Read an excerpt from “Soul Repair: Recovering from Moral Injury after War” by Rita Nakashima Brock and Gabriella Lettini
KIM LAWTON, correspondent: Aliyah Hunter knows firsthand the challenges facing America’s roughly 20 million veterans. She served in Iraq with the Army National Guard in 2004 and 2005 and says transitioning back was tough.
ALIYAH HUNTER (Veteran): I think that subconsciously we think that things stop and freeze when we leave. And then we come back and you know, to pick up exactly where we left off, when the reality is, life keeps going. It doesn’t stop.
LAWTON: According to the Bureau of Labor Statistics, more than three-quarters of veterans say they’ve been unable to “effectively translate their military skills to civilian terms.” About ten percent of those who served in Iraq and Afghanistan are unemployed, and about 13 percent of all homeless adults are vets. Many have chronic medical and emotional problems. Amid all the challenges, more and more congregations are reaching out to help. Many say it’s a moral obligation.
RITA NAKASHIMA BROCK (Soul Repair Center at Brite Divinity School): For me it’s not a point of whether you agree with a particular war or disagree with a particular war, these are our people, they’re our sons and daughters, they’re our parents, they’re our children. We owe it to them to help them return fully to civilian society and thrive.
LAWTON: In late 2013, the Department of Veterans Affairs launched a new initiative to partner with religious groups. The VA has been sponsoring events across the country to train faith leaders about the needs of veterans and the resources that are available. Stephen Dillard is deputy director of the VA’s Center for Faith-based and Neighborhood Partnerships.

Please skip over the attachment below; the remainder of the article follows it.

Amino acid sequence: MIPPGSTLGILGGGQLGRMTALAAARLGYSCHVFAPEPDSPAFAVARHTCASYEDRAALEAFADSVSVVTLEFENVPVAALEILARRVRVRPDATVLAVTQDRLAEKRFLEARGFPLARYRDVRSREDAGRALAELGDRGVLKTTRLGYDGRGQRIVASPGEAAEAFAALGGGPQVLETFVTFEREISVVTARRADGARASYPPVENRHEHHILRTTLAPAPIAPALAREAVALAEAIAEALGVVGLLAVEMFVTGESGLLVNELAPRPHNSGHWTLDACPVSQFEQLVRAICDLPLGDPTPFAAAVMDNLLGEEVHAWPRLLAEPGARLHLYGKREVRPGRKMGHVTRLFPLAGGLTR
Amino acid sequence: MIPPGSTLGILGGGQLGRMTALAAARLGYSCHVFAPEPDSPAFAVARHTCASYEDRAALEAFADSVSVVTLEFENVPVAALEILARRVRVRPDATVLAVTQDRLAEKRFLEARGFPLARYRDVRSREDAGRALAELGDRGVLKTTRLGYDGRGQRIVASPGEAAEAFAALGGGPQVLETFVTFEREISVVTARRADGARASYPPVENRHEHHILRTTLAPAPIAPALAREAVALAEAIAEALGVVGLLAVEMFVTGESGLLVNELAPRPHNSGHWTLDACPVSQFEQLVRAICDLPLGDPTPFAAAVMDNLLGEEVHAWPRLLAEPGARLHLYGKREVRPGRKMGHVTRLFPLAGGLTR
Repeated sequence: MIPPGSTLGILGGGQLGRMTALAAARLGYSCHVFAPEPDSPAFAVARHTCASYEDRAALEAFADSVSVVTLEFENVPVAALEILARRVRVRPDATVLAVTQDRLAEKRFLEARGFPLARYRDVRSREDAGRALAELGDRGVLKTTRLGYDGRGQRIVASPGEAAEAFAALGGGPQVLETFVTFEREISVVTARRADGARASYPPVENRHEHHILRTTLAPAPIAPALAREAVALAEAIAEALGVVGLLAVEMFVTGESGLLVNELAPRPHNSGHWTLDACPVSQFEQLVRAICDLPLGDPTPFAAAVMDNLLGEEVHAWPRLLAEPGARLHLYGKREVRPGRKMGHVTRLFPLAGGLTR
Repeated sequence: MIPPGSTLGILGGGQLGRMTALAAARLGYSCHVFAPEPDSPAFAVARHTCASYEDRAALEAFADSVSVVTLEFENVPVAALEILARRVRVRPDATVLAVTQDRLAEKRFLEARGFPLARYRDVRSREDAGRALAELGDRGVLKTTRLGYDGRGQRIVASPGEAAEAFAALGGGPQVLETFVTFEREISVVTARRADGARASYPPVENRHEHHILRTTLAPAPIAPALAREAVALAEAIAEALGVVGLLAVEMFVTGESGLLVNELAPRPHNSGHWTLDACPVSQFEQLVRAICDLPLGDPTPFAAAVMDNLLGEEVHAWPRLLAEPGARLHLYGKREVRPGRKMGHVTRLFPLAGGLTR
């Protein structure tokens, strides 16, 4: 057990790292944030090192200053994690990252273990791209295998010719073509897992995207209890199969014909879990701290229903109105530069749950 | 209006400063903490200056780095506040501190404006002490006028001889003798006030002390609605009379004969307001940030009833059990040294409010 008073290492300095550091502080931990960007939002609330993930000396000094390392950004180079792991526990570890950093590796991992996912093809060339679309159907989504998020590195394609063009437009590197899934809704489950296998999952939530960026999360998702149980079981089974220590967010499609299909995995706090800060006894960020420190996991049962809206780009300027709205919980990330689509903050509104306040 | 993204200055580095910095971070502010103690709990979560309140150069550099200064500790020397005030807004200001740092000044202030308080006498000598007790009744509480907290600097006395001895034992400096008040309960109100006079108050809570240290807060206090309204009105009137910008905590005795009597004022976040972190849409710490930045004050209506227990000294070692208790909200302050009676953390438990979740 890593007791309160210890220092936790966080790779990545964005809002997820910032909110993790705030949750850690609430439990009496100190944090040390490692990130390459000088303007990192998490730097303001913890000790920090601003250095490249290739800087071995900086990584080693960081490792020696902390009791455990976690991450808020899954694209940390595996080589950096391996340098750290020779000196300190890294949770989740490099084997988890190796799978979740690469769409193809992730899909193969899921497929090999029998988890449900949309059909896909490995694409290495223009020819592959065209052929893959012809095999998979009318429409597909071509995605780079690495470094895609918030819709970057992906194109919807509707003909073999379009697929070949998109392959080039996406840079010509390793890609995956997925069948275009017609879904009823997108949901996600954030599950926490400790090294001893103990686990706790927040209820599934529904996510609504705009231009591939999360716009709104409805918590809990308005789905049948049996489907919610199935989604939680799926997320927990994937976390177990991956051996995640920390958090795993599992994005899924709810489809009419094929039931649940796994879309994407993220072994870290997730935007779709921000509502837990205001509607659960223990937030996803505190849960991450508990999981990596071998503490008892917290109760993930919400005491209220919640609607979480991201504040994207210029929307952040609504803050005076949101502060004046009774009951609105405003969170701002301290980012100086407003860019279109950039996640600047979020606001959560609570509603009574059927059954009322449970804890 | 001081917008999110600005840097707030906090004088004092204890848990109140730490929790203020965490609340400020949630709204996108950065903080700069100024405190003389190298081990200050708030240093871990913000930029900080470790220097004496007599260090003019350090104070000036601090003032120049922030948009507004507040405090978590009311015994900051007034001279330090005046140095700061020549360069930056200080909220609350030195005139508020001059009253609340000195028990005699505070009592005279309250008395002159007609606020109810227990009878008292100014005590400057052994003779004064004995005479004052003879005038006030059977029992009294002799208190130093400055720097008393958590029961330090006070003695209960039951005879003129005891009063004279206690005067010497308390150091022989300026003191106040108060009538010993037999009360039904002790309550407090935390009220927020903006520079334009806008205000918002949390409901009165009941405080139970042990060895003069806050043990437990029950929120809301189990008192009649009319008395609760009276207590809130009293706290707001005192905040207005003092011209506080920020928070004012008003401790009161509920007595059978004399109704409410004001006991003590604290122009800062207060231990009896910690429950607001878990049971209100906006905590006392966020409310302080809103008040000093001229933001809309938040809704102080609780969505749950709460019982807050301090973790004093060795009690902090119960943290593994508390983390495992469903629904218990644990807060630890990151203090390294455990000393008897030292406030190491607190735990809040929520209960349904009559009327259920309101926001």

STEPHEN DILLARD (Dept. of Veterans Affairs): Nine times out of ten, our veterans they’re, they’re a member of somebody’s denomination, so we want to use them as partners to disseminate this information.
LAWTON: He says the VA understands that local congregations can be good points of contact for veterans, especially those who initially may be reluctant to seek assistance from the government.
DILLARD: They’ll see a familiar face, a face they feel comfortable with, someone they hear on a regular basis, someone they understand the ideology. So we think that would be a very good nexus for them to say okay, as a result of that, you know, let me step to my clergy, male or female, to say okay could you help me with this?
HUNTER: I’d actually been home for almost two years before I even reached out to the VA. And so once I did, I was completely blown away by the resources that they had available.
LAWTON: Ressurection Graves attended a VA training session in Northern Virginia. She leads a Christian ministry called Glory Soldiers Global and speaks to churches about how they can reach out to the homeless, including homeless vets.
RESSURECTION GRAVES (Glory Soldiers Global): There are all of these different kind of things that veterans go through that we have no idea about, if you’ve never been in the military. So we should learn more about what it is to be a veteran and what experiences they have when they try to receive services, and when we do that then we can come from a place of knowledge.